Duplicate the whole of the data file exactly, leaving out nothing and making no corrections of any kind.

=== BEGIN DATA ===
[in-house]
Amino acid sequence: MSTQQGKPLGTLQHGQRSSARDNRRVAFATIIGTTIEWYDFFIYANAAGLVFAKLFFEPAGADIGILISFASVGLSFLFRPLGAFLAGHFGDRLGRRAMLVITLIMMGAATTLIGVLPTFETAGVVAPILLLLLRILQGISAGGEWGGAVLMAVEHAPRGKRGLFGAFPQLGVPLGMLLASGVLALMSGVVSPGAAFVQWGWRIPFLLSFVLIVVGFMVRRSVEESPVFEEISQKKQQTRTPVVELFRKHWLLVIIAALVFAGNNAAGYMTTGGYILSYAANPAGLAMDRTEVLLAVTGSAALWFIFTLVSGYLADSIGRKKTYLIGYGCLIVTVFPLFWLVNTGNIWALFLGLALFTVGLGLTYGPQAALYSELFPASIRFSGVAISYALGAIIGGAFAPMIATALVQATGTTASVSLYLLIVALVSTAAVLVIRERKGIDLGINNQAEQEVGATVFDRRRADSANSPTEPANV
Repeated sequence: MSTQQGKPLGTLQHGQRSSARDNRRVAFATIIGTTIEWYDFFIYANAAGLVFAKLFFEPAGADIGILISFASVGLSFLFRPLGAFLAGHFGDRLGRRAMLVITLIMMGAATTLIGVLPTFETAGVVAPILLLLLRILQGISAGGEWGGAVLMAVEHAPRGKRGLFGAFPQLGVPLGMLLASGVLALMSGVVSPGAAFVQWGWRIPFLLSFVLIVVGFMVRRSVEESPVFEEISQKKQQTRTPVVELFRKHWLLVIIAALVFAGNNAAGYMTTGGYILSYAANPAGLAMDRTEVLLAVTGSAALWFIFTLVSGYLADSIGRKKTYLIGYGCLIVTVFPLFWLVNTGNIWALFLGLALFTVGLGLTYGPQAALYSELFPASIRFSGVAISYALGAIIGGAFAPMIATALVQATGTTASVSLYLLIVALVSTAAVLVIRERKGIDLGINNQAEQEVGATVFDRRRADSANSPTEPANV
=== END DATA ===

[in-house]
Amino acid sequence: MSTQQGKPLGTLQHGQRSSARDNRRVAFATIIGTTIEWYDFFIYANAAGLVFAKLFFEPAGADIGILISFASVGLSFLFRPLGAFLAGHFGDRLGRRAMLVITLIMMGAATTLIGVLPTFETAGVVAPILLLLLRILQGISAGGEWGGAVLMAVEHAPRGKRGLFGAFPQLGVPLGMLLASGVLALMSGVVSPGAAFVQWGWRIPFLLSFVLIVVGFMVRRSVEESPVFEEISQKKQQTRTPVVELFRKHWLLVIIAALVFAGNNAAGYMTTGGYILSYAANPAGLAMDRTEVLLAVTGSAALWFIFTLVSGYLADSIGRKKTYLIGYGCLIVTVFPLFWLVNTGNIWALFLGLALFTVGLGLTYGPQAALYSELFPASIRFSGVAISYALGAIIGGAFAPMIATALVQATGTTASVSLYLLIVALVSTAAVLVIRERKGIDLGINNQAEQEVGATVFDRRRADSANSPTEPANV
Repeated sequence: MSTQQGKPLGTLQHGQRSSARDNRRVAFATIIGTTIEWYDFFIYANAAGLVFAKLFFEPAGADIGILISFASVGLSFLFRPLGAFLAGHFGDRLGRRAMLVITLIMMGAATTLIGVLPTFETAGVVAPILLLLLRILQGISAGGEWGGAVLMAVEHAPRGKRGLFGAFPQLGVPLGMLLASGVLALMSGVVSPGAAFVQWGWRIPFLLSFVLIVVGFMVRRSVEESPVFEEISQKKQQTRTPVVELFRKHWLLVIIAALVFAGNNAAGYMTTGGYILSYAANPAGLAMDRTEVLLAVTGSAALWFIFTLVSGYLADSIGRKKTYLIGYGCLIVTVFPLFWLVNTGNIWALFLGLALFTVGLGLTYGPQAALYSELFPASIRFSGVAISYALGAIIGGAFAPMIATALVQATGTTASVSLYLLIVALVSTAAVLVIRERKGIDLGINNQAEQEVGATVFDRRRADSANSPTEPANV